Most of Malta's fish supplies are caught by fishermen coming from this port. Swordfish, tuna, and the popular lampuki are caught in abundance between spring and late autumn. On weekdays, the catch is taken for the fish market in Valletta, but on Sundays fish is retailed in the open on the quay (on the postcard). The fishermen use traditional fishing boats named luzzu (on the postcard), brightly painted in shades of yellow, red, green and blue, with the bow pointed with a pair of eyes, which may be the modern survival of an ancient Phoenician custom. The luzzu has a double-ended hull. A variant, the kajjik, is similar in appearance, but has a square transom. The design of the Luzzu, like that of another Maltese boat, the dghajsa, is believed to date back at least to the Phoenician times. It has survived because it tends to be a sturdy and stable boat even in bad weather.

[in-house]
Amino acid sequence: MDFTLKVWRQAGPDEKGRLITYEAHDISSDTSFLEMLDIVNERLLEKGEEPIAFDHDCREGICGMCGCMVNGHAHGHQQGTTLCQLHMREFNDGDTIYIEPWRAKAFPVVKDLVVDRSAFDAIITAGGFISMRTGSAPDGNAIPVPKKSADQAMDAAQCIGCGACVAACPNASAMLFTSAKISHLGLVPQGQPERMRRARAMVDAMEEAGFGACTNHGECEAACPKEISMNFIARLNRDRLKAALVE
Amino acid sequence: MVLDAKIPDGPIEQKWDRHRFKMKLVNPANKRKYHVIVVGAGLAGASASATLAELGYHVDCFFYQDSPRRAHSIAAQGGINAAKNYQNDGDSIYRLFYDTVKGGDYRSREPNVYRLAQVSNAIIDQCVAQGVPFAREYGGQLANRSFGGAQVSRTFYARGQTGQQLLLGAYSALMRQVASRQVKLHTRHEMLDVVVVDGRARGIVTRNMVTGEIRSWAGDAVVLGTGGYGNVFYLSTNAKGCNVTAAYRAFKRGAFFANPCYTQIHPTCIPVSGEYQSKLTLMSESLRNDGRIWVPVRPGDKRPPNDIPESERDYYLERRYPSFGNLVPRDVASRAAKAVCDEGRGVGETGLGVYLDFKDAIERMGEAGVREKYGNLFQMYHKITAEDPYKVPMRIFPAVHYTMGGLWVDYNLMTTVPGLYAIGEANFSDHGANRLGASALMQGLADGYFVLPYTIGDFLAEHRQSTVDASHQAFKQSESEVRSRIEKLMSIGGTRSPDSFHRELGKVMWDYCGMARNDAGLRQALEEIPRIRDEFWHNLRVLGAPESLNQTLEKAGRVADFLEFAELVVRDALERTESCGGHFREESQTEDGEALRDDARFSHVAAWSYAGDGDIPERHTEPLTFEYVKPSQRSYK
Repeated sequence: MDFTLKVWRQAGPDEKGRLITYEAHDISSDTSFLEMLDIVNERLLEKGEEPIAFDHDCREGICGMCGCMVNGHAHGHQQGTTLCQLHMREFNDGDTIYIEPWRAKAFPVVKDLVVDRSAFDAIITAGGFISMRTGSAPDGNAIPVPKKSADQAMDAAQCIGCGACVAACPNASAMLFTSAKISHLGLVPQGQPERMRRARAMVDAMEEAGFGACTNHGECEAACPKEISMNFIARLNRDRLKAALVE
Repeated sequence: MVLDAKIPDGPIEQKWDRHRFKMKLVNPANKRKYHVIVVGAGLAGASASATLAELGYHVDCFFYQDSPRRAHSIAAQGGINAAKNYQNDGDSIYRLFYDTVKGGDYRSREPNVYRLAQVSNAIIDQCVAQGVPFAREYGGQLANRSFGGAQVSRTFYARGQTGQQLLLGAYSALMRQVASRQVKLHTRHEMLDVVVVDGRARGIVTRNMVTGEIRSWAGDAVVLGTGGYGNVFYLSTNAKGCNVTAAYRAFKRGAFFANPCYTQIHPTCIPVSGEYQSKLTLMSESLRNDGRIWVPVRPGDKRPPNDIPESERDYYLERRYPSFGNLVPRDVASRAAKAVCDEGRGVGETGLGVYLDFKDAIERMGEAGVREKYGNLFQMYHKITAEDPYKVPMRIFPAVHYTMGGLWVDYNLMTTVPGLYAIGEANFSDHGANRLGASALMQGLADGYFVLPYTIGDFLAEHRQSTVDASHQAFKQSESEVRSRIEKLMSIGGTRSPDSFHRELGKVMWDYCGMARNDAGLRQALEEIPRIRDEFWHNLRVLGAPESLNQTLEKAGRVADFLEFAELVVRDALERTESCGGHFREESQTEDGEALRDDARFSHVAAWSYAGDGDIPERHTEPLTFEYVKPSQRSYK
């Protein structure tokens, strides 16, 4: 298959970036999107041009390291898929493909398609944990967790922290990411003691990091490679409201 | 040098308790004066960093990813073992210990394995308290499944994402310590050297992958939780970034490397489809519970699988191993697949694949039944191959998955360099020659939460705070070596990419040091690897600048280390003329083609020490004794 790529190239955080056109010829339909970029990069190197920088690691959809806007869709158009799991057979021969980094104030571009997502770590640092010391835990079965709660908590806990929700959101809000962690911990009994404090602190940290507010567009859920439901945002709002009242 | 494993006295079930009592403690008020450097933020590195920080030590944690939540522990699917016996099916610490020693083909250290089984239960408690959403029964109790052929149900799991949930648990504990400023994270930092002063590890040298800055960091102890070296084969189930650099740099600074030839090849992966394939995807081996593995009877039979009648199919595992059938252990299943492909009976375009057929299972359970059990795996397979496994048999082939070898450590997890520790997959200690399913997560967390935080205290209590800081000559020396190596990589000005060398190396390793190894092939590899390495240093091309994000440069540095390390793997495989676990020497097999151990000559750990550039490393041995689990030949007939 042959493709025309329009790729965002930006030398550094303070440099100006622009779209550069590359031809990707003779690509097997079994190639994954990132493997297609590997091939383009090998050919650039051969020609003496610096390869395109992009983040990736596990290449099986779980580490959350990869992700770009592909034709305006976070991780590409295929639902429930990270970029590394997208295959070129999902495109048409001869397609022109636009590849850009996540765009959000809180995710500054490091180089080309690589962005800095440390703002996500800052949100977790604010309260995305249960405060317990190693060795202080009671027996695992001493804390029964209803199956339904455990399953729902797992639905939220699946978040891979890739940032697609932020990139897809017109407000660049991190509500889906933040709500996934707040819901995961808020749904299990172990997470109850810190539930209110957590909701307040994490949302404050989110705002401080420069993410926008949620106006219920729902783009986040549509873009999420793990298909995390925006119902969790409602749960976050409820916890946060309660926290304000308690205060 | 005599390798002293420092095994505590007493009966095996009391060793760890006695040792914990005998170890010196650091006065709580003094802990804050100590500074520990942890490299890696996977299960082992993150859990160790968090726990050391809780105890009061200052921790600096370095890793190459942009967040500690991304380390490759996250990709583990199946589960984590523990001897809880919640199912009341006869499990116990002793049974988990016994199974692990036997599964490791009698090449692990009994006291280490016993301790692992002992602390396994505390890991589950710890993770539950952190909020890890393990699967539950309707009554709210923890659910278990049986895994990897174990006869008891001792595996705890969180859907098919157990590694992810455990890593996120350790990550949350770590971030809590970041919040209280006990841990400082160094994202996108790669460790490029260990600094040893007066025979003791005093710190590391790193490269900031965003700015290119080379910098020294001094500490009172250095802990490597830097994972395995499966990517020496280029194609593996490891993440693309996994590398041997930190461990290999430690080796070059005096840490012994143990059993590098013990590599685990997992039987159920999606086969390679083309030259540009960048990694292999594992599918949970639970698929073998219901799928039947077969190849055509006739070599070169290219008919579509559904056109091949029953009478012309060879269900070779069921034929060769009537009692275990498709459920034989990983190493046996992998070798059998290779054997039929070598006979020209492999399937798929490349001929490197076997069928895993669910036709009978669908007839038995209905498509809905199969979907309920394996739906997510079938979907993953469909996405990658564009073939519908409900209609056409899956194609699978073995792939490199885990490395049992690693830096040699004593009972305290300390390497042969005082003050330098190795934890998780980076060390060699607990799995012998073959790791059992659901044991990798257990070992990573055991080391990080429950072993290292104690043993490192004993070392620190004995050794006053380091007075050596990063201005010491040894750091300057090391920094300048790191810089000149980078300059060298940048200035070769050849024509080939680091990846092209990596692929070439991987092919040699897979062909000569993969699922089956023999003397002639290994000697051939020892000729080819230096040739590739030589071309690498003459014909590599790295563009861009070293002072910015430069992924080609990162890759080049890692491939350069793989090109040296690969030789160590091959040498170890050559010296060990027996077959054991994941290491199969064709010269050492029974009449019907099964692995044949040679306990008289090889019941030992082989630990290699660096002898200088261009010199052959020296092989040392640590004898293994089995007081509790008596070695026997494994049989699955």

This little village had also a crucial role in recent history, because here held, onboard the Soviet cruise ship Maxim Gorky, docked in Marsaxlokk Harbour, between 2 and 3 December 1989, just a few weeks after the fall of the Berlin Wall and with two weeks before the bloody Romanian Revolution, the Malta Summit, the meeting between U.S. President George H. W. Bush and U.S.S.R. leader Mikhail Gorbachev to which the two have ended the Cold War.
About the stamp
The stamp is part of the series Wild and Domestic Fauna of the Maltese Islands, about which I wrote here.
Marsaxlokk - Wikipedia
Luzzu - Wikipedia
sent from Valletta (Malta), on 29.09.2013